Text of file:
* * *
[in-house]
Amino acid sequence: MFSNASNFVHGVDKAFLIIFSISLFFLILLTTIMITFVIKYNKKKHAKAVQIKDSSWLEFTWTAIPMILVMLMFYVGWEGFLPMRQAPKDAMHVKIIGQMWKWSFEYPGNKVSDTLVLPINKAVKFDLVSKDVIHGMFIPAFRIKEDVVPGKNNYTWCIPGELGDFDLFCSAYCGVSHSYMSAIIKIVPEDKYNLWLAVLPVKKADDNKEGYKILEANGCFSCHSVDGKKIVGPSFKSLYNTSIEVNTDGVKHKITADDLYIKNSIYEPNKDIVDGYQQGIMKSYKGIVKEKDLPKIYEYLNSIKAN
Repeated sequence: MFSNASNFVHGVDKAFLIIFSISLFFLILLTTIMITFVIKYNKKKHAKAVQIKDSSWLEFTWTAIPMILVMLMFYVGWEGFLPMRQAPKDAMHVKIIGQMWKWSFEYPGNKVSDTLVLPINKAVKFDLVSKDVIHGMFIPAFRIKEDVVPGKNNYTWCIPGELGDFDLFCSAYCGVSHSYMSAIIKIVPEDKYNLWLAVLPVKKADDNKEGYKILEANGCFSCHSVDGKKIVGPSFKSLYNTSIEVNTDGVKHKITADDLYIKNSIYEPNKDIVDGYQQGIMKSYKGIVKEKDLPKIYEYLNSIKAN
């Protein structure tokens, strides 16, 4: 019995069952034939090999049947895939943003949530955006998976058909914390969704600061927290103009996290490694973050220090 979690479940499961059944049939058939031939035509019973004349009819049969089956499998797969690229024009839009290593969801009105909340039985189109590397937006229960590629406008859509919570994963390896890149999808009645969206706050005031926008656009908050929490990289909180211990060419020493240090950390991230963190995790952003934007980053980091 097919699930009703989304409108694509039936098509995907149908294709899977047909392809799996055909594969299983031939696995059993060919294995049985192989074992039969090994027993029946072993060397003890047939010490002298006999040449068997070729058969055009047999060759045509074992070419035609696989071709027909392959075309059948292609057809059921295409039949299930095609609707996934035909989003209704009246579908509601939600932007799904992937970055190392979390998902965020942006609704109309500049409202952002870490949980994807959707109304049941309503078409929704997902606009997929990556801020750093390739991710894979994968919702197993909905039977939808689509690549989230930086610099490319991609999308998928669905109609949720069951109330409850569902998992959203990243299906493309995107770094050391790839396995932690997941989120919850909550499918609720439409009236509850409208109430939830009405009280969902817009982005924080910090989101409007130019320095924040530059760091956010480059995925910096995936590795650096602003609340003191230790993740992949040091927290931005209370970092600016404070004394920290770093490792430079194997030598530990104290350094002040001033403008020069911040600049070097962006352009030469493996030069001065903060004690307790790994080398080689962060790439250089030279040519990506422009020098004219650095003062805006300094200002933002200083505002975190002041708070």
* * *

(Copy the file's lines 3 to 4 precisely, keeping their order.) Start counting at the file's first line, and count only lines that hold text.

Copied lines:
Repeated sequence: MFSNASNFVHGVDKAFLIIFSISLFFLILLTTIMITFVIKYNKKKHAKAVQIKDSSWLEFTWTAIPMILVMLMFYVGWEGFLPMRQAPKDAMHVKIIGQMWKWSFEYPGNKVSDTLVLPINKAVKFDLVSKDVIHGMFIPAFRIKEDVVPGKNNYTWCIPGELGDFDLFCSAYCGVSHSYMSAIIKIVPEDKYNLWLAVLPVKKADDNKEGYKILEANGCFSCHSVDGKKIVGPSFKSLYNTSIEVNTDGVKHKITADDLYIKNSIYEPNKDIVDGYQQGIMKSYKGIVKEKDLPKIYEYLNSIKAN
């Protein structure tokens, strides 16, 4: 019995069952034939090999049947895939943003949530955006998976058909914390969704600061927290103009996290490694973050220090 979690479940499961059944049939058939031939035509019973004349009819049969089956499998797969690229024009839009290593969801009105909340039985189109590397937006229960590629406008859509919570994963390896890149999808009645969206706050005031926008656009908050929490990289909180211990060419020493240090950390991230963190995790952003934007980053980091 097919699930009703989304409108694509039936098509995907149908294709899977047909392809799996055909594969299983031939696995059993060919294995049985192989074992039969090994027993029946072993060397003890047939010490002298006999040449068997070729058969055009047999060759045509074992070419035609696989071709027909392959075309059948292609057809059921295409039949299930095609609707996934035909989003209704009246579908509601939600932007799904992937970055190392979390998902965020942006609704109309500049409202952002870490949980994807959707109304049941309503078409929704997902606009997929990556801020750093390739991710894979994968919702197993909905039977939808689509690549989230930086610099490319991609999308998928669905109609949720069951109330409850569902998992959203990243299906493309995107770094050391790839396995932690997941989120919850909550499918609720439409009236509850409208109430939830009405009280969902817009982005924080910090989101409007130019320095924040530059760091956010480059995925910096995936590795650096602003609340003191230790993740992949040091927290931005209370970092600016404070004394920290770093490792430079194997030598530990104290350094002040001033403008020069911040600049070097962006352009030469493996030069001065903060004690307790790994080398080689962060790439250089030279040519990506422009020098004219650095003062805006300094200002933002200083505002975190002041708070």